Biz Buzz: UAAP win-win
Whether Wednesday’s UAAP men’s basketball championship title goes to Far Eastern University or National University, the country’s wealthiest man Henry Sy, aka “Tatang,” probably wouldn’t mind either way.
While the SM group has acquired a controlling stake in NU in the last six years, FEU also has a soft spot in Tatang’s heart—he studied there in the 1950s.
The tycoon’s family also has an investment in FEU through privately held holding firm Sysmart Corp., which has a 21.52-percent interest in the publicly listed university.
In case of a victory by NU—whose athletic teams have undoubtedly gained a lot of financial muscle since the entry of the SM group as principal investor—this will be the Bulldogs’ first UAAP men’s basketball championship title after two generations as the last title was won in 1954.
Actively cheering for the Bulldogs is SM Prime Holdings president Hans Sy, who had been consistently present in the last two gamers. Brother Herbert, who is in charge of the retail business, was likewise sighted during the last game. The Bulldogs can’t be accused of enjoying any home court advantage since the do-or-die game 3 will be held at the Smart Araneta Center instead of the SM Arena.
If the FEU Tamaraws bring home the crown, it will be their 20th. If so, their lucky charm could be former banker Aurelio “Gigi” Montinola III, who became the university’s steward in August last year.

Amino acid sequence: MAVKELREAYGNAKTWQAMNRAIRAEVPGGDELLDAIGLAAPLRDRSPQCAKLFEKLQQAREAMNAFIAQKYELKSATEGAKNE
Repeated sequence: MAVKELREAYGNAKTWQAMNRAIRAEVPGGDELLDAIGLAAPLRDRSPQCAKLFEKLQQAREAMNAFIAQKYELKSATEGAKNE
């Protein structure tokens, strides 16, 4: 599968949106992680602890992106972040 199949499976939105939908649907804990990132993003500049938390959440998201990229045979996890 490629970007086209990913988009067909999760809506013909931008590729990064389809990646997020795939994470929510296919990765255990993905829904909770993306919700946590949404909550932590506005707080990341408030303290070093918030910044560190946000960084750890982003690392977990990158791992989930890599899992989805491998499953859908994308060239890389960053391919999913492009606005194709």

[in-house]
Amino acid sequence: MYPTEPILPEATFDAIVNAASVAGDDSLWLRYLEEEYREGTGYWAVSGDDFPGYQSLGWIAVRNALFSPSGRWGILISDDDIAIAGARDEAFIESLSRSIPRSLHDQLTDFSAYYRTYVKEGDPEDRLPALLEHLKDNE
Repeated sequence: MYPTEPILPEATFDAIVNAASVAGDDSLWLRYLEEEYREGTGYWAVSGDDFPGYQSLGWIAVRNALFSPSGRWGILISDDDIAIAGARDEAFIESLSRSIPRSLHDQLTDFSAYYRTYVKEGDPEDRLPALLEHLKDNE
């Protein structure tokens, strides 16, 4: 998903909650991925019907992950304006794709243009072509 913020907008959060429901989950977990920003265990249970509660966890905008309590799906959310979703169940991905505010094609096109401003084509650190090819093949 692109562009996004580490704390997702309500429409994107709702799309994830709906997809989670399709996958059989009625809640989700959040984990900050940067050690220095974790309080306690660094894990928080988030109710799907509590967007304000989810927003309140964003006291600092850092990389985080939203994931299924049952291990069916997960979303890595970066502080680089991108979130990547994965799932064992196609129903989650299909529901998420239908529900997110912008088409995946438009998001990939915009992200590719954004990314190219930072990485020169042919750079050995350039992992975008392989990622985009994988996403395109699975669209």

As expected, Montinola is now more active in the family business after retiring as president of Bank of the Philippine Islands. He is said to be very excited with the championship match on Wednesday.
Montinola is very happy that the FEU-NU matches—initially presumed to be less interesting than that between arch-rivals Ateneo and La Salle—have attracted strong interest from students of both schools. Last Wednesday’s game, after all, attracted an audience of about 25,000, beating the usual attendance record of Blue Eagles versus Green Archers games.
Montinola said FEU’s alumni were “coming around and getting better.”–Doris C. Dumlao
CNN comes to town
The group of businessman and former Ambassador Antonio Cabangon-Chua unveiled more details on its partnership with American media mogul Robert Edward “Ted” Turner III’s CNN for “CNN Philippines.”